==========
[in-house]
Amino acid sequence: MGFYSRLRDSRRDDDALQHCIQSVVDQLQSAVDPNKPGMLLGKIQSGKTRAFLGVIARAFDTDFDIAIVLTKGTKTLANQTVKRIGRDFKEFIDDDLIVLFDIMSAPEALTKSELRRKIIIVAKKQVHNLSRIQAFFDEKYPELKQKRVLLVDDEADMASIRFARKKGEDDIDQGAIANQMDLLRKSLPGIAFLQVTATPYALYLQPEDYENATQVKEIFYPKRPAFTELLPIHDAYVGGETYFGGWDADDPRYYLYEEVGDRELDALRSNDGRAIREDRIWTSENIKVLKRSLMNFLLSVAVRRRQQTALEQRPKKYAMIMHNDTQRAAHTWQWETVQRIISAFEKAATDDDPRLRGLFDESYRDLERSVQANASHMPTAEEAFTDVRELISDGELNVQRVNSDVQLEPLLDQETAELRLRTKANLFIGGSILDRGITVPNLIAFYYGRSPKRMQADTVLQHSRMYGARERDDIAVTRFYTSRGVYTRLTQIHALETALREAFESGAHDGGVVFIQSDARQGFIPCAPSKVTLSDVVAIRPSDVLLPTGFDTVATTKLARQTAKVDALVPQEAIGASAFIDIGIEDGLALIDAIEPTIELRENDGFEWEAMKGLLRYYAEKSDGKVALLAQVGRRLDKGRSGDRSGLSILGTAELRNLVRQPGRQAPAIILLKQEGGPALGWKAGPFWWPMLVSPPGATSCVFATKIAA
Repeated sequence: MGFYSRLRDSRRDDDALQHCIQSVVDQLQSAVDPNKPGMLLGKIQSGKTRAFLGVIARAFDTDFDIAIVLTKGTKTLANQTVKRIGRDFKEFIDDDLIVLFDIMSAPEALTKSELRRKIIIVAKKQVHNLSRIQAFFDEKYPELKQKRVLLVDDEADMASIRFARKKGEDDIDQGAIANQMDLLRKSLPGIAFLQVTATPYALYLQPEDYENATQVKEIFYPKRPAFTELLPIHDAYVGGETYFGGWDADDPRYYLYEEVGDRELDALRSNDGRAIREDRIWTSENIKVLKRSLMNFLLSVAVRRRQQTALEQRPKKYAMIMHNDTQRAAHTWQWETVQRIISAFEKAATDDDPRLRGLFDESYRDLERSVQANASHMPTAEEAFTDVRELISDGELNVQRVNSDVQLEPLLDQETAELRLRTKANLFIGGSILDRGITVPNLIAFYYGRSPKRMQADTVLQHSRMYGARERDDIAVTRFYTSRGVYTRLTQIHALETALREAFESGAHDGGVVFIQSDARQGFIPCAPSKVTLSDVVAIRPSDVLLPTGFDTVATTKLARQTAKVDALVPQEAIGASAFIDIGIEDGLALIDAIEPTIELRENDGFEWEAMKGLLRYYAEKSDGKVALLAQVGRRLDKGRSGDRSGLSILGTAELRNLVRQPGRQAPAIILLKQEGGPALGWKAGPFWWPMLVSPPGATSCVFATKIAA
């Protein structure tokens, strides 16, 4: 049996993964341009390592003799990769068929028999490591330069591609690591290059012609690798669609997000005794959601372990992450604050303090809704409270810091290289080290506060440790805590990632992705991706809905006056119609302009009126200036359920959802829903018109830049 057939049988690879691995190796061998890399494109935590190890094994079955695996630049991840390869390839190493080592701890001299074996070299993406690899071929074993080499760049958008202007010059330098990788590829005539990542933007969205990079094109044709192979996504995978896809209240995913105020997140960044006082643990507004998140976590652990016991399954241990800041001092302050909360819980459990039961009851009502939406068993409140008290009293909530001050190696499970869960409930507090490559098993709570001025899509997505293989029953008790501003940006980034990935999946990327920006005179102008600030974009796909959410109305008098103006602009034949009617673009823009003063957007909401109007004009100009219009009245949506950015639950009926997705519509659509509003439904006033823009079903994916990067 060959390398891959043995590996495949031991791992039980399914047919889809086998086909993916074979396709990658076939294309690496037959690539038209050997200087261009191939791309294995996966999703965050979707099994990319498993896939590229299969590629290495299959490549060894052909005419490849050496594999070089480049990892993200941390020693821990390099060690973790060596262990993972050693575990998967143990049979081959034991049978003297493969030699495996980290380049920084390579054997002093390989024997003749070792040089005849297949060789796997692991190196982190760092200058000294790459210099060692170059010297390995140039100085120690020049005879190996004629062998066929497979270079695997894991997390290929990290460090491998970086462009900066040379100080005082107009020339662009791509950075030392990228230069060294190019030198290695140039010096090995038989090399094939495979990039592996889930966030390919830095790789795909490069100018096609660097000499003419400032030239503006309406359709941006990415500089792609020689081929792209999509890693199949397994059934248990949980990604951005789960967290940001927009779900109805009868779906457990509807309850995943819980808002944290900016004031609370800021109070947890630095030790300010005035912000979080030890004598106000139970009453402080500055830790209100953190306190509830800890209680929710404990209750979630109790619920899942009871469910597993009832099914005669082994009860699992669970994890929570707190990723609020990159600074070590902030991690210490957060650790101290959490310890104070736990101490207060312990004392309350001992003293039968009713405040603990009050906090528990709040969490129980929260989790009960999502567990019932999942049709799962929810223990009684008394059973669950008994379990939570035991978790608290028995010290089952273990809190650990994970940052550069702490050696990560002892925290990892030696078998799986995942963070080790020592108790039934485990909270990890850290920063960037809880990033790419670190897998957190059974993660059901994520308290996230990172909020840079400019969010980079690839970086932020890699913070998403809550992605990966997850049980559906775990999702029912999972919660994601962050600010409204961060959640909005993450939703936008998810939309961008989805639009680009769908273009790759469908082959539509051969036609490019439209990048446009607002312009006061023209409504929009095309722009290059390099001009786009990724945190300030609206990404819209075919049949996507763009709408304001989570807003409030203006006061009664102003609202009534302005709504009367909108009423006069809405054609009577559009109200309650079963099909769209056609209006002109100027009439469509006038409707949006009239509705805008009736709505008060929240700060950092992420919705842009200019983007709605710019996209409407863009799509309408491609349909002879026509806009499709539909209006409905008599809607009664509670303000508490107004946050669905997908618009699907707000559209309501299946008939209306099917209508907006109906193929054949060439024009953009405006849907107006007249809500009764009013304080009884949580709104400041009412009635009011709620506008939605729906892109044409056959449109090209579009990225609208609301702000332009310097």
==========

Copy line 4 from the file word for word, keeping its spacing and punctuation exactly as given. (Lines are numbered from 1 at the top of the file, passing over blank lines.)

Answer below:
């Protein structure tokens, strides 16, 4: 049996993964341009390592003799990769068929028999490591330069591609690591290059012609690798669609997000005794959601372990992450604050303090809704409270810091290289080290506060440790805590990632992705991706809905006056119609302009009126200036359920959802829903018109830049 057939049988690879691995190796061998890399494109935590190890094994079955695996630049991840390869390839190493080592701890001299074996070299993406690899071929074993080499760049958008202007010059330098990788590829005539990542933007969205990079094109044709192979996504995978896809209240995913105020997140960044006082643990507004998140976590652990016991399954241990800041001092302050909360819980459990039961009851009502939406068993409140008290009293909530001050190696499970869960409930507090490559098993709570001025899509997505293989029953008790501003940006980034990935999946990327920006005179102008600030974009796909959410109305008098103006602009034949009617673009823009003063957007909401109007004009100009219009009245949506950015639950009926997705519509659509509003439904006033823009079903994916990067 060959390398891959043995590996495949031991791992039980399914047919889809086998086909993916074979396709990658076939294309690496037959690539038209050997200087261009191939791309294995996966999703965050979707099994990319498993896939590229299969590629290495299959490549060894052909005419490849050496594999070089480049990892993200941390020693821990390099060690973790060596262990993972050693575990998967143990049979081959034991049978003297493969030699495996980290380049920084390579054997002093390989024997003749070792040089005849297949060789796997692991190196982190760092200058000294790459210099060692170059010297390995140039100085120690020049005879190996004629062998066929497979270079695997894991997390290929990290460090491998970086462009900066040379100080005082107009020339662009791509950075030392990228230069060294190019030198290695140039010096090995038989090399094939495979990039592996889930966030390919830095790789795909490069100018096609660097000499003419400032030239503006309406359709941006990415500089792609020689081929792209999509890693199949397994059934248990949980990604951005789960967290940001927009779900109805009868779906457990509807309850995943819980808002944290900016004031609370800021109070947890630095030790300010005035912000979080030890004598106000139970009453402080500055830790209100953190306190509830800890209680929710404990209750979630109790619920899942009871469910597993009832099914005669082994009860699992669970994890929570707190990723609020990159600074070590902030991690210490957060650790101290959490310890104070736990101490207060312990004392309350001992003293039968009713405040603990009050906090528990709040969490129980929260989790009960999502567990019932999942049709799962929810223990009684008394059973669950008994379990939570035991978790608290028995010290089952273990809190650990994970940052550069702490050696990560002892925290990892030696078998799986995942963070080790020592108790039934485990909270990890850290920063960037809880990033790419670190897998957190059974993660059901994520308290996230990172909020840079400019969010980079690839970086932020890699913070998403809550992605990966997850049980559906775990999702029912999972919660994601962050600010409204961060959640909005993450939703936008998810939309961008989805639009680009769908273009790759469908082959539509051969036609490019439209990048446009607002312009006061023209409504929009095309722009290059390099001009786009990724945190300030609206990404819209075919049949996507763009709408304001989570807003409030203006006061009664102003609202009534302005709504009367909108009423006069809405054609009577559009109200309650079963099909769209056609209006002109100027009439469509006038409707949006009239509705805008009736709505008060929240700060950092992420919705842009200019983007709605710019996209409407863009799509309408491609349909002879026509806009499709539909209006409905008599809607009664509670303000508490107004946050669905997908618009699907707000559209309501299946008939209306099917209508907006109906193929054949060439024009953009405006849907107006007249809500009764009013304080009884949580709104400041009412009635009011709620506008939605729906892109044409056959449109090209579009990225609208609301702000332009310097």